Cicada killer wasps almost seem like a supersized wasp on steroids and can be rather terrifying to encounter. Most, when they see a cicada killer wasp, assume that there is a whole colony of these wasps and immediately call their pest control guy. However, the cicada killer wasp is severely misunderstood due to their appearance and size. A Five Star Termite & Pest Control will share more about cicada killer wasps and how they provide their own service to our eco system.
What Does a Cicada Killer Wasp Look Like?
There are various species of cicada killer wasps that are found throughout America. Depending on the species, their coloring can vary from black and yellow to an orange coppery color with yellow markings. However, their size and shape remains consistent. The cicada killer wasp can reach up to two inches in length. Depending on the species, as stated before, their coloring can vary. However, the black or orange color will cover most of their body with yellow accent markings on their abdomen. They have a long pair or transparent wings that will have a slight tint of black, yellow or orange. Cicada killer wasp females are the only one that is equipped with a stinger at the end of their abdomen. This stinger can easily be seen.
Can a Cicada Killer Wasp Hurt Humans
Cicada killer wasps are rather harmless to humans and actually help play a vital role in pollinating flowering plants. The adult cicada killer wasp feeds on nectar, sap, and other forms of dew from plants. So then, why are they called “Cicada Killer Wasps”? as many people know, cicadas are a summer insect that can be heard all hours of the day with their clicking or vibrating noises, which are in fact, their mating call. Cicada killer wasps do hunt and kill cicadas and not because they too find their mating calls obnoxious. Cicada killer wasps will hunt and kill cicadas and then carry them away as food for their future generations. Fortunately, male cicada killers don’t sting, and female cicada killers avoid people and rarely deploy their stingers.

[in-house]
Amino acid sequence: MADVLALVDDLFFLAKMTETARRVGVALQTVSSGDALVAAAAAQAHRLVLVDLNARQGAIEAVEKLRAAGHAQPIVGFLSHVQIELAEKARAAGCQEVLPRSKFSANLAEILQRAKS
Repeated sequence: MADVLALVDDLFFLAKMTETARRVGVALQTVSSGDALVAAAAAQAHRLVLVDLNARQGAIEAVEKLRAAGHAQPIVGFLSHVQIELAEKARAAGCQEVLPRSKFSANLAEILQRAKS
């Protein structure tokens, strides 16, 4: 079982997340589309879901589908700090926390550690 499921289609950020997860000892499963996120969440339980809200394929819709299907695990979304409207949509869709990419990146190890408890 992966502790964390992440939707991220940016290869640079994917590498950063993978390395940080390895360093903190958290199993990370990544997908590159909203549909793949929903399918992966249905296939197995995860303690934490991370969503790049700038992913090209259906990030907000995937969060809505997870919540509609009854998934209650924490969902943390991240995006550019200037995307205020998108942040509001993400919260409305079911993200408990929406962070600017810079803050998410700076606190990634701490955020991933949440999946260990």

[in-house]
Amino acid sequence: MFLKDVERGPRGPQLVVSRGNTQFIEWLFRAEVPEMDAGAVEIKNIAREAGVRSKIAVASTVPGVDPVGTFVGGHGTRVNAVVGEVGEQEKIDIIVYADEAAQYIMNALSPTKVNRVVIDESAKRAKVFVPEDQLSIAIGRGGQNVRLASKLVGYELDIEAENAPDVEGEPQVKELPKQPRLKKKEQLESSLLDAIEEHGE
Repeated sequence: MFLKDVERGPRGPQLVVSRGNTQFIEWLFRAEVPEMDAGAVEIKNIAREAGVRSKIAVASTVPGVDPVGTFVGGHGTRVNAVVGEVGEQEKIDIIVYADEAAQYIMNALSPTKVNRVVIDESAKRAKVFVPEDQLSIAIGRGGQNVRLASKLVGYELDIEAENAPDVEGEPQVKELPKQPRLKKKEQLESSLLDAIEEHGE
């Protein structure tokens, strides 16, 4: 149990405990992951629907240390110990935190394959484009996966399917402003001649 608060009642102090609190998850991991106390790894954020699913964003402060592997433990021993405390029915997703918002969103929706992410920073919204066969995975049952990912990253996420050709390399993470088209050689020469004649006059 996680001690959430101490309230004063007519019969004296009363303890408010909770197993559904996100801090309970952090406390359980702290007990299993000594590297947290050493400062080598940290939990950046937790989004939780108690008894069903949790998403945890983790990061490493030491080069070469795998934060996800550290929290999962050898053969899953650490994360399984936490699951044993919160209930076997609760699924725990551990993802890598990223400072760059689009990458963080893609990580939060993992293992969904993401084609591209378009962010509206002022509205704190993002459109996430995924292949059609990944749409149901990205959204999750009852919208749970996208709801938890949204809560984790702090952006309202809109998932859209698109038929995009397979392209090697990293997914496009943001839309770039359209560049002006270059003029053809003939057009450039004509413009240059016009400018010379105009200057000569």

Do Cicada Killer Wasps have Nests?
Cicada killer wasps will look for mates during late spring and throughout the summer. After the females have mated, they will begin burrowing a hole in loose soil about a foot into the ground with multiple chambers in the creation of their nest. Once the female has made her nest, she will begin hunting for cicadas and kill them. She will then inject a single egg into the cicada. Each chamber in her nest will have a cicada with a single egg inside. As the egg hatches inside the cicada, it will feed on the cicada for about two weeks. Once the larva has consumed enough food, it will spin a skin cocoon and hibernate throughout the winter season. Come the spring the cicada killer wasp will emerge out of the ground as a full adult and once again begin the life cycle. Cicada killer wasps are solitary insects in nature and only interact with other cicada killer wasps during mating. They do not pose a serious threat to people. The female very rarely will sting a human, and do so only when her nest is threatened. Their sting can hurt, but it is not venomous.
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A Five Star Termite & Pest Control hopes you find the cicada killer wasp to be harmless and not a major threat to you or your home. If you’re having a pest problem, and need professional assistance contact A Five Star Termite & Pest Control today.